TN Visa & Effect of Potential Recession

Question: I'm from Canada working in the USA under TN visas. Can the recession affect my TN visa renewal? Thanks for your comments.

TN Visa & Layoffs
Best practice: wind down affairs and depart the U.S. by the employment end date. Alternative: change to another non-immigrant status to avoid maintenance of status issues.

Answer: In a recession the prospect of layoffs loom. Although devasting to any individual, the foreign citizen worker's problems are compounded.

A TN visa worker must move quickly to either wind down  his or her affairs and depart the U.S. or find another way of maintaining immigration status either through new employment or a change of status. This all must be done prior to the employment end date.

Contrary to popular belief, there is no grace period in this situation. A TN visa worker must depart the U.S. as soon as the employment relationship ceases. Alternatively, he or she may file for a change of status to another non-immigrant category or file for a TN with a new company.  Any application must be filed prior to the employment end-date.

In some situations, an argument may be made that an individual maintains his or her TN visa status during a "temporary" lay-off. The TN regulations regarding strikes and labor disputes indicate that not all periods of unemployment result in a failure to maintenance of status:

If the alien has already commenced employment in the United States [under TN status] and is participating in a strike or other labor dispute involving a work stoppage of workers…the alien shall not be deemed to be failing to maintain his or her status solely on account of past, present, or future participation in a strike or other labor dispute involving a work stoppage of workers…8 CFR § 214.6 (k) (3).

If a TN visa worker can maintain status by voluntarily participating in a strike, then surely an argument can be made that status is maintained during an involuntary temporary lay-off. Immigration regulations governing the I-9 employment verification requirements may support this proposition that a temporary lay off does not result in a failure to maintain TN status.

An employer does not need to redo its I-9 employment verification process “if the individual is continuing in his or her employment and has a reasonable expectation of employment at all times.” This regulation provides that an individual is continuing in his or her employment when “temporarily laid off for lack of work.” 8 C.F.R. § 274a.2 (b) (1) (viii) (A) (3).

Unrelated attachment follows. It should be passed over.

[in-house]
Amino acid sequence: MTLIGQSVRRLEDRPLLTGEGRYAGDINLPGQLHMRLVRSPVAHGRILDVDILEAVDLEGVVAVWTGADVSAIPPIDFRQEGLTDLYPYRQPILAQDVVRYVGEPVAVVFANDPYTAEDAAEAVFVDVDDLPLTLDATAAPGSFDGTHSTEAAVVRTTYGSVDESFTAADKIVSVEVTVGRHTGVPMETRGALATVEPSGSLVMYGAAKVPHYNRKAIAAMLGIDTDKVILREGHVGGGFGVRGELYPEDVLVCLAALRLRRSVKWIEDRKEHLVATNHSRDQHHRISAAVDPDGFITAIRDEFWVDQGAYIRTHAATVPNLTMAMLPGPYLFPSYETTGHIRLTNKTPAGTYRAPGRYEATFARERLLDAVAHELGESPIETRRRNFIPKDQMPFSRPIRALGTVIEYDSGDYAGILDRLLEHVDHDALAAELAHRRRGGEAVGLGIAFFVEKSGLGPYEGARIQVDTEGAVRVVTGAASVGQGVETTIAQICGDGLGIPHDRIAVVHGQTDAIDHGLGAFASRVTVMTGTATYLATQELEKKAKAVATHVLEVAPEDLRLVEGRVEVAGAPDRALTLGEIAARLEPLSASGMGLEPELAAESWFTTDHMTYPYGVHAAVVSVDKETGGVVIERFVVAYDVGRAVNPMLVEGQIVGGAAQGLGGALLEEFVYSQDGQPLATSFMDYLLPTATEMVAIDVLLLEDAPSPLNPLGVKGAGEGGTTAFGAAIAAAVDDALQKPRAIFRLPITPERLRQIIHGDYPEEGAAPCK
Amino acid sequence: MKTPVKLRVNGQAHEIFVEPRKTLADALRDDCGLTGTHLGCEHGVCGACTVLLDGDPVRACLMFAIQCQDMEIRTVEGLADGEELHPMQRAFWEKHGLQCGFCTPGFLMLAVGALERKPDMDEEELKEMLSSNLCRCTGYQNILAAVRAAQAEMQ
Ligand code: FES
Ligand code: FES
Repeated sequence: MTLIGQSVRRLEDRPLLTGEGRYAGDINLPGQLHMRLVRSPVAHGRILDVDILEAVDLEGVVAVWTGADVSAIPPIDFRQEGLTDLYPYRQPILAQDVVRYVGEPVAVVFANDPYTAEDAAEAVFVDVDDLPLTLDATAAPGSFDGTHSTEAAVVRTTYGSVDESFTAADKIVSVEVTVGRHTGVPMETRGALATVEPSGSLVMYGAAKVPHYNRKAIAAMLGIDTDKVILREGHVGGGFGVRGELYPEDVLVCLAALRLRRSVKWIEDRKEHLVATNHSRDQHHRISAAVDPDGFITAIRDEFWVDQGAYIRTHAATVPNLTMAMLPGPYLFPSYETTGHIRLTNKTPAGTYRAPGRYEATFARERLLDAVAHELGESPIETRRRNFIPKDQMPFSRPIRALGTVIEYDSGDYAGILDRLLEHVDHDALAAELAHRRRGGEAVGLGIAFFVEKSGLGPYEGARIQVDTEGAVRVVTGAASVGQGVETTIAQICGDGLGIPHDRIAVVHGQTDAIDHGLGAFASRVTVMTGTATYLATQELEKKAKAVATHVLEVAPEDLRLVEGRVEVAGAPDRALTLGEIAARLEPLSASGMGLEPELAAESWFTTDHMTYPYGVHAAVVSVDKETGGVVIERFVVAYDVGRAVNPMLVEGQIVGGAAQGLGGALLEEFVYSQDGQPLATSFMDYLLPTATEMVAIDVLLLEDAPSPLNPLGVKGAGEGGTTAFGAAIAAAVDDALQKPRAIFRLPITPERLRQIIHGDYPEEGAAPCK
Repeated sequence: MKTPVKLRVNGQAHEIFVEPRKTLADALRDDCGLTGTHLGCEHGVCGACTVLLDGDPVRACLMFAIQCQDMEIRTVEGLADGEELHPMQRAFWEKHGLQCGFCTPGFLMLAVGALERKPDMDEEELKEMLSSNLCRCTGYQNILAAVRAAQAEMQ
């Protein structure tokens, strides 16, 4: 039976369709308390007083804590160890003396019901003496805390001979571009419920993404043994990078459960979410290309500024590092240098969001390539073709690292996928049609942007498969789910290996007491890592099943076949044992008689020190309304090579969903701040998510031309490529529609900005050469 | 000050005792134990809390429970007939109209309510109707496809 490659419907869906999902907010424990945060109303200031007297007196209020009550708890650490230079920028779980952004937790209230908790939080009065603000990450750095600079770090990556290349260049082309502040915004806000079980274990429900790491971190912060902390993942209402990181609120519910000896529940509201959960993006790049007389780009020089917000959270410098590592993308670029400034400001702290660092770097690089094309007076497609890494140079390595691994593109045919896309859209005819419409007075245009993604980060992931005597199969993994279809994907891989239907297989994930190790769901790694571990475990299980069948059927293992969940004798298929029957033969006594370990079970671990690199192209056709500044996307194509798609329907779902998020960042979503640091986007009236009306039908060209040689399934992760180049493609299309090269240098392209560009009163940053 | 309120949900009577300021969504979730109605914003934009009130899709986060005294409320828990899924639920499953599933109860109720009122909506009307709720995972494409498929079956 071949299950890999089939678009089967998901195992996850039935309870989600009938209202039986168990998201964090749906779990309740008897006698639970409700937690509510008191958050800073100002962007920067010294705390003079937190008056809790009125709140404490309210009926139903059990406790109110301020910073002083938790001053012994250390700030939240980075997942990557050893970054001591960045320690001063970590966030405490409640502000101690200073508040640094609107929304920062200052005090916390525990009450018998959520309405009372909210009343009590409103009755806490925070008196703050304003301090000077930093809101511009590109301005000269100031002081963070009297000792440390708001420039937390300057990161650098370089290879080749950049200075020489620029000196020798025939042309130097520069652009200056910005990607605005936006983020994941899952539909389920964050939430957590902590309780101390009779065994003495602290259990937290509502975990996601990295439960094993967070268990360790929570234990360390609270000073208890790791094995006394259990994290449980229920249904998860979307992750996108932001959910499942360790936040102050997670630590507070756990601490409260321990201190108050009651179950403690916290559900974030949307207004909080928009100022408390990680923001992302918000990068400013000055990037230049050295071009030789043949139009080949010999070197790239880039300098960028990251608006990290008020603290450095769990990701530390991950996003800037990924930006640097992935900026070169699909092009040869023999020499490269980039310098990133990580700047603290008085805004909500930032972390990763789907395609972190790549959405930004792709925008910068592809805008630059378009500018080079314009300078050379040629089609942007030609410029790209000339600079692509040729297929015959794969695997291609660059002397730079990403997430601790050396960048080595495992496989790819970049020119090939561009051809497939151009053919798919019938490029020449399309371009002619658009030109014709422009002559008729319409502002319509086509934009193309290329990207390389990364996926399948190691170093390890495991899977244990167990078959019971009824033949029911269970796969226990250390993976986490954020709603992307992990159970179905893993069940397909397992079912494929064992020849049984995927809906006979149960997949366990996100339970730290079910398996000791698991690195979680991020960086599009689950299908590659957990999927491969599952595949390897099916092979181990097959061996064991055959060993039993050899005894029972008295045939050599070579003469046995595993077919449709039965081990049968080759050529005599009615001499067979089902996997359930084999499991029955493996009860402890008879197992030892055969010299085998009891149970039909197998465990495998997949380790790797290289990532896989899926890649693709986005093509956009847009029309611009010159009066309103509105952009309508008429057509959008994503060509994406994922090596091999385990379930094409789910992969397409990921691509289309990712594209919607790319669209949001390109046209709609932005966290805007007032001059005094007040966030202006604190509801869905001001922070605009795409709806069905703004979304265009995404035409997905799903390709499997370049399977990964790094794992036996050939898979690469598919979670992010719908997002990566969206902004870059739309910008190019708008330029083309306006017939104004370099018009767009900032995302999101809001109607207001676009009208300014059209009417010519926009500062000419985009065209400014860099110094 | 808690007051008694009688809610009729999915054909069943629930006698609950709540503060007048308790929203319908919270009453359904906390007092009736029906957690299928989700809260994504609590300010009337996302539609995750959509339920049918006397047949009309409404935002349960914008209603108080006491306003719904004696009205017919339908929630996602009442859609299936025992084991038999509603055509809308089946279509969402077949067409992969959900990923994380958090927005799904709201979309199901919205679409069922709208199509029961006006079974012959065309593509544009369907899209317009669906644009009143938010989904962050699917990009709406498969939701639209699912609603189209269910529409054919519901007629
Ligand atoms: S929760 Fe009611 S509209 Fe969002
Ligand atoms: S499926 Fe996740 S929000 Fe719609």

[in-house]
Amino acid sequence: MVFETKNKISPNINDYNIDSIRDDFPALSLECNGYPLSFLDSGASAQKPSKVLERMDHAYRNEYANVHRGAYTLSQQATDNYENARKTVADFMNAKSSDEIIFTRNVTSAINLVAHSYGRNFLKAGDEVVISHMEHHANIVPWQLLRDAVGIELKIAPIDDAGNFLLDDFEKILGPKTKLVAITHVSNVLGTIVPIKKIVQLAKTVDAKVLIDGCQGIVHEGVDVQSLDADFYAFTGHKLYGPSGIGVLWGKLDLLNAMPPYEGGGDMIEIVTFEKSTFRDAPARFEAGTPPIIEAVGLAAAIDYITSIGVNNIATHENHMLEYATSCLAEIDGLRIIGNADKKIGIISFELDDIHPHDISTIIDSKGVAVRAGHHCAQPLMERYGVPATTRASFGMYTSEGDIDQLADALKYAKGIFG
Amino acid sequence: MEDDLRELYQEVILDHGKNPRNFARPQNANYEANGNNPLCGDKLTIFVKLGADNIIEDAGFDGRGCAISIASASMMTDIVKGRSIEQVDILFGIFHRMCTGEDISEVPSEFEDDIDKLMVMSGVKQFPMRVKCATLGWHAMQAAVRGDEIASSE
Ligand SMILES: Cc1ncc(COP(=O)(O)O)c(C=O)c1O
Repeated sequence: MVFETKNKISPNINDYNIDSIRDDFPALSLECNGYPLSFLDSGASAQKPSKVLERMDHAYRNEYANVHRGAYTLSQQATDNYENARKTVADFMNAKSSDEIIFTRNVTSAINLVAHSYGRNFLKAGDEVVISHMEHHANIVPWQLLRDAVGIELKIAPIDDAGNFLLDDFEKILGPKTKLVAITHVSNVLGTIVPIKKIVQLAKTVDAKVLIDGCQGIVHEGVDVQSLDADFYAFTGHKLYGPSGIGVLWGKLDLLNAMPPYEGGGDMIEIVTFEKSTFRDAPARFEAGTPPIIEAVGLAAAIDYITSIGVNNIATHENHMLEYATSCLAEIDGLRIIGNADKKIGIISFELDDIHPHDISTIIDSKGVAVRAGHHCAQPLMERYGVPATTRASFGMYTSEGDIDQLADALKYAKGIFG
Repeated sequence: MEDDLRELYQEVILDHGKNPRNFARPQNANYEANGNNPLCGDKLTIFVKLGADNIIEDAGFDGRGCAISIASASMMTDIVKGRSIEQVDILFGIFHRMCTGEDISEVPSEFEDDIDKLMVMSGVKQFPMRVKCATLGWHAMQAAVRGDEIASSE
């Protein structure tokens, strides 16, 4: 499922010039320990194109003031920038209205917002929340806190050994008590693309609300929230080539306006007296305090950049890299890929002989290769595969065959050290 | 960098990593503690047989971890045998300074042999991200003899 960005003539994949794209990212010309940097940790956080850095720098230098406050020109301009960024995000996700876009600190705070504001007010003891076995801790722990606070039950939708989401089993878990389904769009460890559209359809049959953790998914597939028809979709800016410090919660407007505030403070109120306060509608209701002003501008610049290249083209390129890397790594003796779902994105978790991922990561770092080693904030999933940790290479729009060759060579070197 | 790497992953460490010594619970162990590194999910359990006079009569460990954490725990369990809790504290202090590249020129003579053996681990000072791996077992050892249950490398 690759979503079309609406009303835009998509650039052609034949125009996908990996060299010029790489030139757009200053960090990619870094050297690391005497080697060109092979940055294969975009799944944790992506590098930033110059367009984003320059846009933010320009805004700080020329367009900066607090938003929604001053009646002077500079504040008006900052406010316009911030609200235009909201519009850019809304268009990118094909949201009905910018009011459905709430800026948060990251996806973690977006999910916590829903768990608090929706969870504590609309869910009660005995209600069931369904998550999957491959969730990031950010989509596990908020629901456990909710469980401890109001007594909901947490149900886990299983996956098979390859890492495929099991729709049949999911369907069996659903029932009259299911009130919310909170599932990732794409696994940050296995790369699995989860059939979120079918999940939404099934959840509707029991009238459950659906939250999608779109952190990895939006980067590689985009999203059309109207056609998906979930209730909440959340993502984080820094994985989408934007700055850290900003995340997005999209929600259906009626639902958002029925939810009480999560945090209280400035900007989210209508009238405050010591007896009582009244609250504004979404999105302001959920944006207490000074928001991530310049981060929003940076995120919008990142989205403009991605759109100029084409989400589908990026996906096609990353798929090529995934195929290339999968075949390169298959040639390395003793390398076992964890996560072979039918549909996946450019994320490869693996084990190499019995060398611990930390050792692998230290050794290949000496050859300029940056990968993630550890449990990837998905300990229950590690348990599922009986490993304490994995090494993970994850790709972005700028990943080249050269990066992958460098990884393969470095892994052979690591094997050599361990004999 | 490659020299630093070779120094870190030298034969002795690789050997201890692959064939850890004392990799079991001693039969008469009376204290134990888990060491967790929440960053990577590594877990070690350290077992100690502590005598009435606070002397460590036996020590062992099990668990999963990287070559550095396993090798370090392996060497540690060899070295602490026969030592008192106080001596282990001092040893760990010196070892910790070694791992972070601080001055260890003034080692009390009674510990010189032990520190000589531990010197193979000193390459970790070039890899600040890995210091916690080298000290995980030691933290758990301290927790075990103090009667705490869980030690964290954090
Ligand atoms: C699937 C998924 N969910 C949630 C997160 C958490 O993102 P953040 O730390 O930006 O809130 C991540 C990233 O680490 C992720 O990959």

We can also refer to U.S. immigration policy memoranda regarding the effect of a layoff on H-1B visa workers. These materials make a distinction between a layoff and termination. A laid off non-immigrant worker is one who is simply in inactive status for the employer. The term is generally associated with the practice of “benching” where an employer places an H-1B worker in inactive status due to work slowdowns, time in between contracts, and so forth. So long as the employment relationship continues the nonimmigrant worker is not considered out of status simply due to inactivity. When the employment relationship does not continue, then the non-immigrant worker is no longer in status. In this case, the non-immigrant must depart the U.S. upon the moment of termination. See E. Hernandez Letter, Director, Business and Trade Services Branch, legacy INS (March 2001).

What's the best strategy then to take if you are laid-off? I favor a conservative approach: wind down your affairs and depart the U.S. by the date your employment terminates. Alternatively, if you cannot settle your affairs by that time, request a change of status to another non-immigrant category (e.g. as a B1/B2 visitor). If filed before your employment end date, you will be authorized to remain in the U.S. until a decision is made on the application.

If you are laid-off but expect to resume employment shortly, an argument may be made that the lay off is temporary and does not invalidate your TN visa status. Nonetheless, remaining in the U.S. during this time may not be the most prudent course of action. While you may make a legal argument that you are still in TN status, U.S. immigration officials may think otherwise. To avoid complications, it may be better to depart the U.S. or change to an alternative non-immigrant status during this period. You can then apply for a new TN once your employer needs your services again. This way, immigration officials cannot question your maintenance of status. It's always better to avoid an immigration issue when possible, rather than to try and clean one up.